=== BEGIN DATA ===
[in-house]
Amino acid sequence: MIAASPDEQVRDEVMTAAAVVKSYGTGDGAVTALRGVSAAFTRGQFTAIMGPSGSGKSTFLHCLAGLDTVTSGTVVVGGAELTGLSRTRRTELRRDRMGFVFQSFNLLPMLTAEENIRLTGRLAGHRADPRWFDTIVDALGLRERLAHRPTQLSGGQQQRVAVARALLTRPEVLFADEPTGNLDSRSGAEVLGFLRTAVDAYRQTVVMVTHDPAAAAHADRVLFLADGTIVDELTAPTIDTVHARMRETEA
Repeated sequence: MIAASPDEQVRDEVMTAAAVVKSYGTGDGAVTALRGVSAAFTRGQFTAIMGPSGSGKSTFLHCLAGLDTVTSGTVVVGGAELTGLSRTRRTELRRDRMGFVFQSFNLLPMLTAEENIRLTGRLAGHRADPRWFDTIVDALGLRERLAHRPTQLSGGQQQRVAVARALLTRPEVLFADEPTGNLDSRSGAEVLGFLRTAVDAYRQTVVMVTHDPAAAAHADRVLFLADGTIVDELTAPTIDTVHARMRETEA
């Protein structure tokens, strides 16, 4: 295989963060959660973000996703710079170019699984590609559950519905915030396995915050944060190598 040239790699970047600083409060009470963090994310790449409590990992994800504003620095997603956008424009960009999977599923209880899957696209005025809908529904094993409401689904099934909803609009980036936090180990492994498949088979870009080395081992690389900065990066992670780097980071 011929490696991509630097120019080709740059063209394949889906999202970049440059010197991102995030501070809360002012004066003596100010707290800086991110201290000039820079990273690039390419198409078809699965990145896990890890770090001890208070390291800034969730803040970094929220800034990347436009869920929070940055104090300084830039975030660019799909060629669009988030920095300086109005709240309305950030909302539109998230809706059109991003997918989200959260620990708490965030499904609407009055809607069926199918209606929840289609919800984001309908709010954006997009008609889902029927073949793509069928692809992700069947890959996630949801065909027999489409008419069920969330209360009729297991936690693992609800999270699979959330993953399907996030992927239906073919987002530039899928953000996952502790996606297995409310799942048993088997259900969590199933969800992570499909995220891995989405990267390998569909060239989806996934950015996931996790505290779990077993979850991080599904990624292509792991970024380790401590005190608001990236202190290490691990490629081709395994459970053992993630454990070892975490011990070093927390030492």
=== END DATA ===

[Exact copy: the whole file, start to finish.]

[in-house]
Amino acid sequence: MIAASPDEQVRDEVMTAAAVVKSYGTGDGAVTALRGVSAAFTRGQFTAIMGPSGSGKSTFLHCLAGLDTVTSGTVVVGGAELTGLSRTRRTELRRDRMGFVFQSFNLLPMLTAEENIRLTGRLAGHRADPRWFDTIVDALGLRERLAHRPTQLSGGQQQRVAVARALLTRPEVLFADEPTGNLDSRSGAEVLGFLRTAVDAYRQTVVMVTHDPAAAAHADRVLFLADGTIVDELTAPTIDTVHARMRETEA
Repeated sequence: MIAASPDEQVRDEVMTAAAVVKSYGTGDGAVTALRGVSAAFTRGQFTAIMGPSGSGKSTFLHCLAGLDTVTSGTVVVGGAELTGLSRTRRTELRRDRMGFVFQSFNLLPMLTAEENIRLTGRLAGHRADPRWFDTIVDALGLRERLAHRPTQLSGGQQQRVAVARALLTRPEVLFADEPTGNLDSRSGAEVLGFLRTAVDAYRQTVVMVTHDPAAAAHADRVLFLADGTIVDELTAPTIDTVHARMRETEA
């Protein structure tokens, strides 16, 4: 295989963060959660973000996703710079170019699984590609559950519905915030396995915050944060190598 040239790699970047600083409060009470963090994310790449409590990992994800504003620095997603956008424009960009999977599923209880899957696209005025809908529904094993409401689904099934909803609009980036936090180990492994498949088979870009080395081992690389900065990066992670780097980071 011929490696991509630097120019080709740059063209394949889906999202970049440059010197991102995030501070809360002012004066003596100010707290800086991110201290000039820079990273690039390419198409078809699965990145896990890890770090001890208070390291800034969730803040970094929220800034990347436009869920929070940055104090300084830039975030660019799909060629669009988030920095300086109005709240309305950030909302539109998230809706059109991003997918989200959260620990708490965030499904609407009055809607069926199918209606929840289609919800984001309908709010954006997009008609889902029927073949793509069928692809992700069947890959996630949801065909027999489409008419069920969330209360009729297991936690693992609800999270699979959330993953399907996030992927239906073919987002530039899928953000996952502790996606297995409310799942048993088997259900969590199933969800992570499909995220891995989405990267390998569909060239989806996934950015996931996790505290779990077993979850991080599904990624292509792991970024380790401590005190608001990236202190290490691990490629081709395994459970053992993630454990070892975490011990070093927390030492």